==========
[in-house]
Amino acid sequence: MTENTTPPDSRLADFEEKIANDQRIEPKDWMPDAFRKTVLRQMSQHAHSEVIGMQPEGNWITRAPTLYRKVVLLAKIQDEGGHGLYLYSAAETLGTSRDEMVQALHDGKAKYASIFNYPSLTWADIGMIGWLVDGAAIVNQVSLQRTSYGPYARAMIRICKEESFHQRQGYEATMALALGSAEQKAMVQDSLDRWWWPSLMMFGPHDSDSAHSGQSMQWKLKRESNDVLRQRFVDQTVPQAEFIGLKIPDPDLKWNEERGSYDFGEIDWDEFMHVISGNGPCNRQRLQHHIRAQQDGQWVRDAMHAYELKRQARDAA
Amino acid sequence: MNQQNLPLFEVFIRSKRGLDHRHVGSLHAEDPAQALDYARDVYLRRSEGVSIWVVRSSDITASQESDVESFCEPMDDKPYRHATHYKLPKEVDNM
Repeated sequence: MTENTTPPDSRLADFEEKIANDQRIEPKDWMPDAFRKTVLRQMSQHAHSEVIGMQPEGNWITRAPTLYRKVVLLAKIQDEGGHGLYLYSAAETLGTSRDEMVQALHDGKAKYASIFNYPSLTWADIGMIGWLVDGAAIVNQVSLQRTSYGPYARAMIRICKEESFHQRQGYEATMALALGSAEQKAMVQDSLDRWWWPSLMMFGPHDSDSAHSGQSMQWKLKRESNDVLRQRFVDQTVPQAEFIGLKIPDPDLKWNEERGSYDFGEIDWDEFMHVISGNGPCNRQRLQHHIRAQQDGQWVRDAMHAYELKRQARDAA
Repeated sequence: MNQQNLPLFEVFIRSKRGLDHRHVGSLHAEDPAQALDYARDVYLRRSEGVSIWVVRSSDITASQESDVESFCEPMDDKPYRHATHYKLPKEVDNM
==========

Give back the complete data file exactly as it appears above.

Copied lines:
[in-house]
Amino acid sequence: MTENTTPPDSRLADFEEKIANDQRIEPKDWMPDAFRKTVLRQMSQHAHSEVIGMQPEGNWITRAPTLYRKVVLLAKIQDEGGHGLYLYSAAETLGTSRDEMVQALHDGKAKYASIFNYPSLTWADIGMIGWLVDGAAIVNQVSLQRTSYGPYARAMIRICKEESFHQRQGYEATMALALGSAEQKAMVQDSLDRWWWPSLMMFGPHDSDSAHSGQSMQWKLKRESNDVLRQRFVDQTVPQAEFIGLKIPDPDLKWNEERGSYDFGEIDWDEFMHVISGNGPCNRQRLQHHIRAQQDGQWVRDAMHAYELKRQARDAA
Amino acid sequence: MNQQNLPLFEVFIRSKRGLDHRHVGSLHAEDPAQALDYARDVYLRRSEGVSIWVVRSSDITASQESDVESFCEPMDDKPYRHATHYKLPKEVDNM
Repeated sequence: MTENTTPPDSRLADFEEKIANDQRIEPKDWMPDAFRKTVLRQMSQHAHSEVIGMQPEGNWITRAPTLYRKVVLLAKIQDEGGHGLYLYSAAETLGTSRDEMVQALHDGKAKYASIFNYPSLTWADIGMIGWLVDGAAIVNQVSLQRTSYGPYARAMIRICKEESFHQRQGYEATMALALGSAEQKAMVQDSLDRWWWPSLMMFGPHDSDSAHSGQSMQWKLKRESNDVLRQRFVDQTVPQAEFIGLKIPDPDLKWNEERGSYDFGEIDWDEFMHVISGNGPCNRQRLQHHIRAQQDGQWVRDAMHAYELKRQARDAA
Repeated sequence: MNQQNLPLFEVFIRSKRGLDHRHVGSLHAEDPAQALDYARDVYLRRSEGVSIWVVRSSDITASQESDVESFCEPMDDKPYRHATHYKLPKEVDNM